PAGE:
It's not that I regularly choose to have condomless sex and need alternative protection. It's that I know I might not always get a say in whether or not I have sex, much less if a condom is used. When I offer that reasoning, I'm met with silence. And usually not a next date.
Jamal Hailey has his own personal stake in the war on HIV he's helping to wage: two of his family members have succumbed to the virus.
The decision to have bareback sex has never meant that we are stupid, irresponsible, or immoral. It means that we are human, and that it is tremendously challenging (and sometimes impossible) to change our sexual desires and practices.
Based on a new case, it is now known that consistent adherence to PrEP might not be enough to protect people from exposure to this particular HIV strain.
People are already interested in reading about and watching celebrities. Using their life experiences and health journeys as an expository case study not only is stealth public health education. Charlie Sheen did a good thing and has given us a platform. Let's use it.
If you're not personally called to help HIV/AIDS, that's okay. Your life's journey has prepared you to focus on other things. Our world is a broken place, so follow your heart, and serve where you feel you can do the most good. As you do that, though -- remember my friend David, and others like him.
Is there any hope that HIV prevention might change with a new president? What are the presidential candidates and party positions on this public health crisis?
The 2011 Injustice at Every Turn: A Look at Black Respondents in the National Transgender Discrimination Survey exposed the high levels of discrimin...
As an American gay man, living in the UK, but with a vote in the New Hampshire primary, there is one thing that has become clear to me recently, especially since the Human Rights Campaign (HRC) endorsed Secretary Clinton: Bernie Sanders is the best candidate for the LGBT community, and specifically, LGBT-ers living with HIV.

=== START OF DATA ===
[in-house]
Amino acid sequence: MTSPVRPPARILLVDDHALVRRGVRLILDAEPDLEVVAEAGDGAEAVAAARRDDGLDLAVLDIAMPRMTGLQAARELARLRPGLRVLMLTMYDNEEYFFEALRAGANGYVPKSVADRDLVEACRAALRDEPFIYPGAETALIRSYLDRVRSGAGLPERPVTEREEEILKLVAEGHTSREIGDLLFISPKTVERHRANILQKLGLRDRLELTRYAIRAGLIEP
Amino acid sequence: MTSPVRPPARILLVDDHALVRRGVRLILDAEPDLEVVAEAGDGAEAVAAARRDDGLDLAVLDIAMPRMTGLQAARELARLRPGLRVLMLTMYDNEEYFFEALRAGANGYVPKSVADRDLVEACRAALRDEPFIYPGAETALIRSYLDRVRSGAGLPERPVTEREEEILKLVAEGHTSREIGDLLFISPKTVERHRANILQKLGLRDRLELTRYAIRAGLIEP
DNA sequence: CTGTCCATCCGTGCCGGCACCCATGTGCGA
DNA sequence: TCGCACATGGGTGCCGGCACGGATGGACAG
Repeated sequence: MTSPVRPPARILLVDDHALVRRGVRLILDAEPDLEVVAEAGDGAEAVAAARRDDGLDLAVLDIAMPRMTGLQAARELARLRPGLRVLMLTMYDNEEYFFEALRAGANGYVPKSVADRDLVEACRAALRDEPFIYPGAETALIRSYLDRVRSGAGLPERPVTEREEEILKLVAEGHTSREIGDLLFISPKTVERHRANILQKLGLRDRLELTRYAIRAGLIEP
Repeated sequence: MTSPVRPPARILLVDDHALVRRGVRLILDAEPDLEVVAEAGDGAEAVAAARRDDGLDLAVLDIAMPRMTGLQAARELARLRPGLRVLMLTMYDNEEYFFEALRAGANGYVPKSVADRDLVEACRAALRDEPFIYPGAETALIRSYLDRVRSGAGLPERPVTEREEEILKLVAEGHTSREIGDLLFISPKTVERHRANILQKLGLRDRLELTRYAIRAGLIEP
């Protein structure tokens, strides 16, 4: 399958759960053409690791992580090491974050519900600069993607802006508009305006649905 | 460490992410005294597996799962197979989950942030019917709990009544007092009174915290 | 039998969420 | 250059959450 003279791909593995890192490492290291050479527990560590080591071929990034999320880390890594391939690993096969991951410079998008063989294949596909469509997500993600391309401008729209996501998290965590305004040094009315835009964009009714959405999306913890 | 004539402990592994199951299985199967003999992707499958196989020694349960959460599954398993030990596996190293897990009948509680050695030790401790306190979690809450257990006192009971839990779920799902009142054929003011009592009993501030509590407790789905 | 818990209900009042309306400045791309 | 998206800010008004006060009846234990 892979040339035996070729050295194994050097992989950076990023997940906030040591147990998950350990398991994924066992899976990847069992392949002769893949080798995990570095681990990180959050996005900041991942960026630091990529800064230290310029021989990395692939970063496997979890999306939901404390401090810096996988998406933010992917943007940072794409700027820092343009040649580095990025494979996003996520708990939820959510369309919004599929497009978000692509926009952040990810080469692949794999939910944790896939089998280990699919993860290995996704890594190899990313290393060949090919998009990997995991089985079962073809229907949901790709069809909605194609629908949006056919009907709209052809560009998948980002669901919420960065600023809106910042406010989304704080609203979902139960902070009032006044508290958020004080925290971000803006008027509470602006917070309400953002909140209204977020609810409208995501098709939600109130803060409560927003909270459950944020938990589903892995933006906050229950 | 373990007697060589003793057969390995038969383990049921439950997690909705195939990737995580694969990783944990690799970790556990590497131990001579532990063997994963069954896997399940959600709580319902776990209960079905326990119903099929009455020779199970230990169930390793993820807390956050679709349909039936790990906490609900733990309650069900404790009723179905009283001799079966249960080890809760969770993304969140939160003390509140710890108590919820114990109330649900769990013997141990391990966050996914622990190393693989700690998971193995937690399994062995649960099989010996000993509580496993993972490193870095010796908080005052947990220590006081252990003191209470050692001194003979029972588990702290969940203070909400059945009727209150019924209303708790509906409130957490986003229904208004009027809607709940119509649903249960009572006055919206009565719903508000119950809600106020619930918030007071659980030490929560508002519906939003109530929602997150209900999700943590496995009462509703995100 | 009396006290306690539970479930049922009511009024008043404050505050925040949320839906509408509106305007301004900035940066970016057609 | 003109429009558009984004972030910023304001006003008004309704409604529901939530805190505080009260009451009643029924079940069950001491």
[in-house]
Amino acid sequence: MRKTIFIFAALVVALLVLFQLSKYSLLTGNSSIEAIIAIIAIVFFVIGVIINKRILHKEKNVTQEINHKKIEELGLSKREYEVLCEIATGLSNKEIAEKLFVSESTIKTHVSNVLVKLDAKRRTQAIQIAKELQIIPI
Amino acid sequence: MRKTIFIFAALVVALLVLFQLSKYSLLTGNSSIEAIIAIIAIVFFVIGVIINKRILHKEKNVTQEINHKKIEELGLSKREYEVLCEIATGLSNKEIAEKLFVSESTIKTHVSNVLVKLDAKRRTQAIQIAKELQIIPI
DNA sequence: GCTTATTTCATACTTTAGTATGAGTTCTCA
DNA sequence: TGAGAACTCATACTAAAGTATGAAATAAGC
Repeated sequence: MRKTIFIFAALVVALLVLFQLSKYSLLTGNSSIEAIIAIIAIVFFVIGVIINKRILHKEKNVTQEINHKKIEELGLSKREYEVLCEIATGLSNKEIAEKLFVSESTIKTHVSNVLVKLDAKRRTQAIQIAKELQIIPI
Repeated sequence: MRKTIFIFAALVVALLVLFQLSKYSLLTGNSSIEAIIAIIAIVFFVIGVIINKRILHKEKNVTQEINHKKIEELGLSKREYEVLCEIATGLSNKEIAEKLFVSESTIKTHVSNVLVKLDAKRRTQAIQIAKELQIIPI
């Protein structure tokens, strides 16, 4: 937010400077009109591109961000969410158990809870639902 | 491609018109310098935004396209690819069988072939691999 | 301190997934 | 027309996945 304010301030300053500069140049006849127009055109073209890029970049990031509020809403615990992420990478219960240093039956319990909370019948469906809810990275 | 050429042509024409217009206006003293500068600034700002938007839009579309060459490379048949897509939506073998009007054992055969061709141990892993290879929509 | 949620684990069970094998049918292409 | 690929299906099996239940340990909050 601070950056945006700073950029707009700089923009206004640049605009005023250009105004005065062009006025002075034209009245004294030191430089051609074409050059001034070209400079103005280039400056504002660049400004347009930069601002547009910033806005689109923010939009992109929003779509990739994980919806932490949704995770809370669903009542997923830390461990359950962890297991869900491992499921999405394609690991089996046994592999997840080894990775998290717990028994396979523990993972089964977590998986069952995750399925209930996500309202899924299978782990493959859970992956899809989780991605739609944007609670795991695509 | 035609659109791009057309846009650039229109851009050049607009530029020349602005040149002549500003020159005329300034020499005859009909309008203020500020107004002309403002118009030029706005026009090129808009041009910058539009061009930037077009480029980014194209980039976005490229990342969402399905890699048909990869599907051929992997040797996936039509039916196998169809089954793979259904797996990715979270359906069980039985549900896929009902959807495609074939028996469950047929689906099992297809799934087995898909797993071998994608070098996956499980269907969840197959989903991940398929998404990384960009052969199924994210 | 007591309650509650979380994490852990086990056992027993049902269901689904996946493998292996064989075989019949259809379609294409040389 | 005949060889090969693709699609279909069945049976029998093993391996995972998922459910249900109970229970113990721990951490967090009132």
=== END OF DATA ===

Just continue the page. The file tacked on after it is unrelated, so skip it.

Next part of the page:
This year saw a remarkable number of advances in the fight against HIV infection, both medical and policy-related. Those advances have made it possible for us to set our sights on ending the epidemic, which disproportionately affects African Americans.
We never discussed it directly, but it was clear that Michael was living with HIV. Even though I knew a couple of friends who were living with the virus, I really did not know anything about it except the basics that you learn in high school.
On December 1st we celebrated World AIDS Day. This year the focus is on expanding access to HIV prevention, treatment, and care, and the potential to achieve sustainable epidemic control and end AIDS as a public health threat.
From 1992 to 2001, I did some of the most important - and fun - work of my life: I managed social marketing programs for the nonprofit PSI in Zamb...
There are about 1.2 million people living with HIV in the US, with 659,000 deaths from AIDS-related illnesses since the start of the HIV/AIDS epidemic...
Women's bodies have some genetic advantages over men's. But the vast majority of this life expectancy gap is related to how we are raised and what is expected of us as real men.
Dec. 1 was World AIDS Day! And international theme for 2015 is "Getting to zero; end Aids by 2030." The national theme for this year is "The time to...